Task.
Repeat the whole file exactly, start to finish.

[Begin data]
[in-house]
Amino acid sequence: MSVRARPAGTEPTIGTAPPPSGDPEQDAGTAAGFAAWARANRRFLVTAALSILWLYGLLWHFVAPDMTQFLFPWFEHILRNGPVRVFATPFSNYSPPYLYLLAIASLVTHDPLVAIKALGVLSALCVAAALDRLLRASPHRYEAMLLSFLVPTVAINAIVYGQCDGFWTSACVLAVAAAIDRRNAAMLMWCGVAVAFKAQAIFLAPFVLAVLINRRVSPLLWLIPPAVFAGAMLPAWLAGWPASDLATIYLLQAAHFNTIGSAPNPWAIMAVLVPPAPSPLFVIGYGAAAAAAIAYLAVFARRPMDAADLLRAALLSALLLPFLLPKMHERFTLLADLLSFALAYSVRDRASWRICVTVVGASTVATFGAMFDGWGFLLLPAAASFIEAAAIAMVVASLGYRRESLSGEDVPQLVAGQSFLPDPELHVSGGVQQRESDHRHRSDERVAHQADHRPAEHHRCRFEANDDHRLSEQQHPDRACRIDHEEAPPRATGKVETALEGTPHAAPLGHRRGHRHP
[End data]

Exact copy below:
[in-house]
Amino acid sequence: MSVRARPAGTEPTIGTAPPPSGDPEQDAGTAAGFAAWARANRRFLVTAALSILWLYGLLWHFVAPDMTQFLFPWFEHILRNGPVRVFATPFSNYSPPYLYLLAIASLVTHDPLVAIKALGVLSALCVAAALDRLLRASPHRYEAMLLSFLVPTVAINAIVYGQCDGFWTSACVLAVAAAIDRRNAAMLMWCGVAVAFKAQAIFLAPFVLAVLINRRVSPLLWLIPPAVFAGAMLPAWLAGWPASDLATIYLLQAAHFNTIGSAPNPWAIMAVLVPPAPSPLFVIGYGAAAAAAIAYLAVFARRPMDAADLLRAALLSALLLPFLLPKMHERFTLLADLLSFALAYSVRDRASWRICVTVVGASTVATFGAMFDGWGFLLLPAAASFIEAAAIAMVVASLGYRRESLSGEDVPQLVAGQSFLPDPELHVSGGVQQRESDHRHRSDERVAHQADHRPAEHHRCRFEANDDHRLSEQQHPDRACRIDHEEAPPRATGKVETALEGTPHAAPLGHRRGHRHP